Biomaterials and Tissue EngineeringAAA38 points overall, including 6s in both Mathematics and either Chemistry or Physics at Higher Level.
Biomedical EngineeringA*AA39 points overall, including 6s in Mathematics, Physics and a third subject at Higher Level.
Chemical EngineeringA*A*A40 points overall, including 7s in both Mathematics and Chemistry at Higher Level, as well as a 6 in Biology, Business Management, Economics or Physics at Higher Level.
Chemical with Nuclear EngineeringA*A*A40 points overall, including 7s in both Mathematics and Chemistry at Higher Level, as well as a 6 in Biology, Business Management, Economics or Physics at Higher Level.
Civil EngineeringA*A*A or A*AAA40 points overall, including a 7 in Mathematics at Higher Level and a 6 in Physics at Higher Level.
Computing (Software Engineering)A*A*A or A*AAA41 points overall, including 7s in both Mathematics and another relevant subject at Higher Level.
Design EngineeringA*AA39 points overall, including a 7 in Mathematics at Higher Level and a 6 in another subject at Higher Level.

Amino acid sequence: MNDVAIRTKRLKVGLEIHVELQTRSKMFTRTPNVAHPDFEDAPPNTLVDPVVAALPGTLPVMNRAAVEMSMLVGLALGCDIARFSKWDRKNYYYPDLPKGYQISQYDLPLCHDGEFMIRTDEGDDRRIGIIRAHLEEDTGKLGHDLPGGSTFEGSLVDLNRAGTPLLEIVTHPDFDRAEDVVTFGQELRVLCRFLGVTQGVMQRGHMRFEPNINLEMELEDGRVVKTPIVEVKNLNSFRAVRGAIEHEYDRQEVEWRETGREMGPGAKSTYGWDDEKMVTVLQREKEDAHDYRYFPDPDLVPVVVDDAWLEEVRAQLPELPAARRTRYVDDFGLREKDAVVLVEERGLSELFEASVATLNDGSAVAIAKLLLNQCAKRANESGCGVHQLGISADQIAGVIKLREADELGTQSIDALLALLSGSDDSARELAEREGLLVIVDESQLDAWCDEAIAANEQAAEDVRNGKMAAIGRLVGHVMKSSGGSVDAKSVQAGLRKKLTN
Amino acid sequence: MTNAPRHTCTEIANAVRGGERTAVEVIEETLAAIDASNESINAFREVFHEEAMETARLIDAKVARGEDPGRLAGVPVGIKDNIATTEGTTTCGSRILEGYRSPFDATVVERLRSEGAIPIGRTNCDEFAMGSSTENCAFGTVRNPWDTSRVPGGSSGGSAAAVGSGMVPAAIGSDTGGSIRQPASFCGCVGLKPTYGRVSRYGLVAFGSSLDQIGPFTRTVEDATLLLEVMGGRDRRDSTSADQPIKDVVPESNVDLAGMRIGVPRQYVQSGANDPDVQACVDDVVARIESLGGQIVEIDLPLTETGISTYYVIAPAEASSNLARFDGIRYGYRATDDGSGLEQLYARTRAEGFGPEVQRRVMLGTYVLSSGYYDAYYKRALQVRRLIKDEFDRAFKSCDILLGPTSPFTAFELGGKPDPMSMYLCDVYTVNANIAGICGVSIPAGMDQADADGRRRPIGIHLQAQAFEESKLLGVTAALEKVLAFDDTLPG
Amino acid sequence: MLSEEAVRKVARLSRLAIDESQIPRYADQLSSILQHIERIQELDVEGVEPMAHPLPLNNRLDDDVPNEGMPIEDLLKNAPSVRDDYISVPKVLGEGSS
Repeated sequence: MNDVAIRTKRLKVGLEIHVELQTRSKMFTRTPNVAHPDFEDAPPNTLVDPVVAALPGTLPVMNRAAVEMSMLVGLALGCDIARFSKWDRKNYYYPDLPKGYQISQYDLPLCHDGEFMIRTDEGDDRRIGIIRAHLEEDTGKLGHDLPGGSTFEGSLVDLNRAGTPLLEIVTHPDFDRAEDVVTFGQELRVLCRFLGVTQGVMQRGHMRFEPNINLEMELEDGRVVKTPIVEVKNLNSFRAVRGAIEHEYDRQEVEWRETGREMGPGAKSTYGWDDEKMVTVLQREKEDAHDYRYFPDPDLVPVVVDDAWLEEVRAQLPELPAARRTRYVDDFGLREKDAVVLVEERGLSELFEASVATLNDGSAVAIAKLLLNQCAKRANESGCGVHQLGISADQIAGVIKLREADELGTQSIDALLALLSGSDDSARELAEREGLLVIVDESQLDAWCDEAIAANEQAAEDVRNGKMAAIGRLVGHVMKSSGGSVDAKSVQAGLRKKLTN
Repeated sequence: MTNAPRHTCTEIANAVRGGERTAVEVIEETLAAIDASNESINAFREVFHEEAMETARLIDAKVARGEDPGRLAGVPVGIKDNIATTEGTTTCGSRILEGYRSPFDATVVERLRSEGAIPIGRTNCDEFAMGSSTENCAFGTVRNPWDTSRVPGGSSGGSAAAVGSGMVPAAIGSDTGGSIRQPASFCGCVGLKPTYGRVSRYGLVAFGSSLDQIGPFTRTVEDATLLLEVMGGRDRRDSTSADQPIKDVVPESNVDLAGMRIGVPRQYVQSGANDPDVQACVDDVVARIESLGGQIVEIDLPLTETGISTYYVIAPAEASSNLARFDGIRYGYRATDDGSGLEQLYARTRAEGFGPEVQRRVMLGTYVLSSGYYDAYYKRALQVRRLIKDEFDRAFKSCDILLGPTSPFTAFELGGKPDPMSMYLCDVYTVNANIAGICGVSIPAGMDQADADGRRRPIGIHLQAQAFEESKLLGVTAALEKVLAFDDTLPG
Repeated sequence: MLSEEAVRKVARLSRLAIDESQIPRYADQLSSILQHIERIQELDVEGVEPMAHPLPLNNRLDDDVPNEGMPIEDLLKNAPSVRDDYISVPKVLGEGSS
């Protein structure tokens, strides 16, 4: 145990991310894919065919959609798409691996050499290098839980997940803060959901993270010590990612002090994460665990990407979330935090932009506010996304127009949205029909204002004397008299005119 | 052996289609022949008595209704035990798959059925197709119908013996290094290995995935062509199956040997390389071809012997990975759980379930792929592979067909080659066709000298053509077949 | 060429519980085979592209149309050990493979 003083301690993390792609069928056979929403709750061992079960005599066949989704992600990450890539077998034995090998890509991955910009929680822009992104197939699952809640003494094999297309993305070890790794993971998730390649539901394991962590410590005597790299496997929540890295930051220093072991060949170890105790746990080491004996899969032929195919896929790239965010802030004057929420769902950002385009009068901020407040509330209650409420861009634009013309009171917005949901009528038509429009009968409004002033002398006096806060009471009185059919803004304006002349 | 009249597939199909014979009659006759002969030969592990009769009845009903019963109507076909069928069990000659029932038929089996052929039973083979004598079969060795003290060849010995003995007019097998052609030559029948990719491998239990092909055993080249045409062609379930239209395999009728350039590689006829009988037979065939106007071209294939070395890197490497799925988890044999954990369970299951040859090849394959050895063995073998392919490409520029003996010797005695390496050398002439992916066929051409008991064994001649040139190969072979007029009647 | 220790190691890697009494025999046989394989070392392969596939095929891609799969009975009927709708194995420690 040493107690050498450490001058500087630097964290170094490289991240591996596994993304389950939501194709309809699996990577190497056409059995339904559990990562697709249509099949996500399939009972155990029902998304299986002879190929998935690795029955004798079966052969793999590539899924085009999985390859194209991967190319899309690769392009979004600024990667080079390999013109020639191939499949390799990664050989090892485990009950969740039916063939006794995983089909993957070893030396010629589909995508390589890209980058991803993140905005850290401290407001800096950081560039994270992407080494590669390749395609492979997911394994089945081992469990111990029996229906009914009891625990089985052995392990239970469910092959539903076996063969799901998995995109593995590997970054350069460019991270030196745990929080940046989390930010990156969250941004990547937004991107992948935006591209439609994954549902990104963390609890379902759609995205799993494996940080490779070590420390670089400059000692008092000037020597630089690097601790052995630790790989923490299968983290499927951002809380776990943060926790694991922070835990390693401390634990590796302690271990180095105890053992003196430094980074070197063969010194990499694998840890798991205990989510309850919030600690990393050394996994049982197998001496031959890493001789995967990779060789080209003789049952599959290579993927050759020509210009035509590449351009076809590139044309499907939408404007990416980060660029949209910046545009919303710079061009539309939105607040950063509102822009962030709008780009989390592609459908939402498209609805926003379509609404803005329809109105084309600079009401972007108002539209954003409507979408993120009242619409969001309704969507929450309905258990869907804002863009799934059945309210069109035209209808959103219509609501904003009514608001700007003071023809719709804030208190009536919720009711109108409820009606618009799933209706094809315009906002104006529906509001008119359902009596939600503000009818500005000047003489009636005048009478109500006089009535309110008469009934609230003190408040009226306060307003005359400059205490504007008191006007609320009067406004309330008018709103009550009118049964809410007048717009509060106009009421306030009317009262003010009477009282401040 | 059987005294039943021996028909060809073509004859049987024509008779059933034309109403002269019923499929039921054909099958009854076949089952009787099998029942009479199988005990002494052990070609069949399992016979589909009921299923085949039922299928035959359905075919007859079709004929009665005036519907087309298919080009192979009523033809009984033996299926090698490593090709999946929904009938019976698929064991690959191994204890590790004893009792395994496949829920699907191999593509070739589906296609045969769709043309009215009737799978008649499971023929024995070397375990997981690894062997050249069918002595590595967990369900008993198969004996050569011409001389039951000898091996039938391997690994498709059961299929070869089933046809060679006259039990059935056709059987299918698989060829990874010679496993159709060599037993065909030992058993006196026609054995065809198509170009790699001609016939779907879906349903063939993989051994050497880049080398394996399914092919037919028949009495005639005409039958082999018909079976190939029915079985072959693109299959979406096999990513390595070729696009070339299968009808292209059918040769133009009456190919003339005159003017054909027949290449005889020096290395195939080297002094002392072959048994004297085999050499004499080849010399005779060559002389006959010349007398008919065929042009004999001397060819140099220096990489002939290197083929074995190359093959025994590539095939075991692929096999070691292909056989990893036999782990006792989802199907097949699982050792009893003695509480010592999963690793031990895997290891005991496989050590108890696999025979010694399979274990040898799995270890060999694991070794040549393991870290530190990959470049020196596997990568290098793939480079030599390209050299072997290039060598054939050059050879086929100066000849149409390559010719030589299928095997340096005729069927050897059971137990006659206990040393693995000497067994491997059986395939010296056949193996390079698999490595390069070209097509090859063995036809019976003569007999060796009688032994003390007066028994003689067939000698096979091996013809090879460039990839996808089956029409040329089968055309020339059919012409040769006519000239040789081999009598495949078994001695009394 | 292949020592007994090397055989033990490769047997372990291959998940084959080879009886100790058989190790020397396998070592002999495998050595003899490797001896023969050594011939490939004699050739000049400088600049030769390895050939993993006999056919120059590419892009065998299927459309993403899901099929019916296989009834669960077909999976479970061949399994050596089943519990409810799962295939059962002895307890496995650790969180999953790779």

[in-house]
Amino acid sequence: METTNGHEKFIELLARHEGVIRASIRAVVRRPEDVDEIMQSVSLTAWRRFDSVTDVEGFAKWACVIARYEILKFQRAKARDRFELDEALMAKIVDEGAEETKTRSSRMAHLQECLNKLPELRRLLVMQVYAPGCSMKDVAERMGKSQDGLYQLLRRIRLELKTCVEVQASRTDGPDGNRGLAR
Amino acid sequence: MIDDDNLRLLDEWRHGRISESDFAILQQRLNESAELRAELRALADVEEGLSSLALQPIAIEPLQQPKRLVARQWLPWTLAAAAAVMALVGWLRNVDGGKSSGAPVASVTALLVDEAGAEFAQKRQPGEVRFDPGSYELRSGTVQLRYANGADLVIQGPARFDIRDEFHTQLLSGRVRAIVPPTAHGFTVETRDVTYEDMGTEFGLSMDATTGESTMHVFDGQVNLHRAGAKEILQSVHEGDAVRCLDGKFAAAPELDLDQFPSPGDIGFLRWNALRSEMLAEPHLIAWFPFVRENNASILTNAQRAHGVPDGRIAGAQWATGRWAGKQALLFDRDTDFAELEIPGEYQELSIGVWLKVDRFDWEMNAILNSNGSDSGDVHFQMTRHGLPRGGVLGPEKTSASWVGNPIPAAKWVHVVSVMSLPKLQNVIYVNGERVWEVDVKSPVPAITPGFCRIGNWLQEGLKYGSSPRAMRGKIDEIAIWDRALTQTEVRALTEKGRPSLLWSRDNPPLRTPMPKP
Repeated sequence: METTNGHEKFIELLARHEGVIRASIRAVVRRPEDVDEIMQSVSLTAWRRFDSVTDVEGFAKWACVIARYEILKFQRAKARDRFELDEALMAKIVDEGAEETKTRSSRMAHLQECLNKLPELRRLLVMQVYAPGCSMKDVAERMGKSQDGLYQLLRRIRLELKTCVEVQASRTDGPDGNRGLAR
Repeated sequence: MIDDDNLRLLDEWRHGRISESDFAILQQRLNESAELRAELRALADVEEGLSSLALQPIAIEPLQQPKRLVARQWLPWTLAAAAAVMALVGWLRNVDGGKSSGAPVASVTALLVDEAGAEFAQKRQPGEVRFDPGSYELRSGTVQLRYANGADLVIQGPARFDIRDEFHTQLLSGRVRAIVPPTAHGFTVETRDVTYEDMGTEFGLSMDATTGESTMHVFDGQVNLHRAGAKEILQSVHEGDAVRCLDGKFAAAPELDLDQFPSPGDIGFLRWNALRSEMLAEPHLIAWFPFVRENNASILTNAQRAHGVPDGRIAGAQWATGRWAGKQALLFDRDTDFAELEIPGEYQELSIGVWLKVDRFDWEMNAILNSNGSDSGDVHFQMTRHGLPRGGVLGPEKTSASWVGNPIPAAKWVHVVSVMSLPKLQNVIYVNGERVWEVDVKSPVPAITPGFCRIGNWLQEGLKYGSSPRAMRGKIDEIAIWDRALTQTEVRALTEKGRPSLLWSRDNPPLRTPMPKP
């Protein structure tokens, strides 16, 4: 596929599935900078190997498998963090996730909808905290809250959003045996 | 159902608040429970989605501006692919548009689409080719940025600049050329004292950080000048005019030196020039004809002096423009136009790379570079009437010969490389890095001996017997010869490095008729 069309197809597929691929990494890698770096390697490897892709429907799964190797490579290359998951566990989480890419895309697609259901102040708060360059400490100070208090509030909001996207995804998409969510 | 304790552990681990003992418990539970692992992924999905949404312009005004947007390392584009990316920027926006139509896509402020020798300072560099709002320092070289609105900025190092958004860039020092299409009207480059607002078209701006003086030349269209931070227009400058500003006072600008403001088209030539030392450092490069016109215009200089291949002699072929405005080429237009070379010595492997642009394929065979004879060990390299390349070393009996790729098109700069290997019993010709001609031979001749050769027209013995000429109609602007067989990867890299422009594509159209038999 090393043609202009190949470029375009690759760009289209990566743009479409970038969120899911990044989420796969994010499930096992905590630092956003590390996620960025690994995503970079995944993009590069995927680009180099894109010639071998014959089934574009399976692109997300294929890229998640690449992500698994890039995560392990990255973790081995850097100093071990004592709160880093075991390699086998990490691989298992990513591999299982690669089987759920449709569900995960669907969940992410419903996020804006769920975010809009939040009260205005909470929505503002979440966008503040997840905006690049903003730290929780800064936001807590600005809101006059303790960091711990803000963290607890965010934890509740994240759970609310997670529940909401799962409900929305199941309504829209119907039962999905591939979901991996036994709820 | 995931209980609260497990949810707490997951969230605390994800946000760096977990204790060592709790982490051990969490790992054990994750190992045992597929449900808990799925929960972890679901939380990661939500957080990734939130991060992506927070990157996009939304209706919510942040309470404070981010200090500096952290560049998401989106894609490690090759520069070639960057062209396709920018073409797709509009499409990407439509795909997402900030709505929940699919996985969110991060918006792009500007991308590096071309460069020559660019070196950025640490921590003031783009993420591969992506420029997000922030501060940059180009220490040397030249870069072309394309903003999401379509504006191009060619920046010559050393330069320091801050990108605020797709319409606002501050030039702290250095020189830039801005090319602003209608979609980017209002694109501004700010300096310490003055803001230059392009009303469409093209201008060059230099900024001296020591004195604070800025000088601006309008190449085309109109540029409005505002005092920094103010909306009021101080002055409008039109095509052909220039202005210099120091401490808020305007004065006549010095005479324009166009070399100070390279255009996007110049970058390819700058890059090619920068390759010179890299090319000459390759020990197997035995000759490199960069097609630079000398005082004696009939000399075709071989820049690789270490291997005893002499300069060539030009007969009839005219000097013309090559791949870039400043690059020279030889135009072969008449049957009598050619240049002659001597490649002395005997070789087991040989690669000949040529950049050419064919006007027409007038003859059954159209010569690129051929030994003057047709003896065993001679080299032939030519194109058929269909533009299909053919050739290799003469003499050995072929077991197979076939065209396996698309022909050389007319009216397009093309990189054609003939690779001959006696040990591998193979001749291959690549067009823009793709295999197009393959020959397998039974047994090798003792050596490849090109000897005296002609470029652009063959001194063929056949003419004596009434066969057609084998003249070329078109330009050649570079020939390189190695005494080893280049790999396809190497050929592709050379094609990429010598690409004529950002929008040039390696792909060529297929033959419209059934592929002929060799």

Electrical and Electronic EngineeringA*A*A or A*AAA40 points overall, including 7s in both Mathematics and Physics at Higher Level.
Electronic and Information EngineeringA*A*A or A*AAA40 points overall, including 7s in both Mathematics and Physics at Higher Level.
Materials Science and EngineeringAAA38 points overall, including 6s in both Mathematics and either Chemistry or Physics at Higher Level.
Materials with Nuclear EngineeringAAA38 points overall, including 6s in both Mathematics and either Chemistry or Physics at Higher Level.
Mechanical EngineeringA*A*A or A*AAA40 points overall, including 7s in both Mathematics and Physics at Higher Level.
Mechanical with Nuclear EngineeringA*A*A or A*AAA40 points overall, including 7s in both Mathematics and Physics at Higher Level.
Molecular BioengineeringA*AA39 points overall, including 6s in Mathematics, Chemistry, and a third subject at Higher Level.

Which admissions test do you need for Engineering?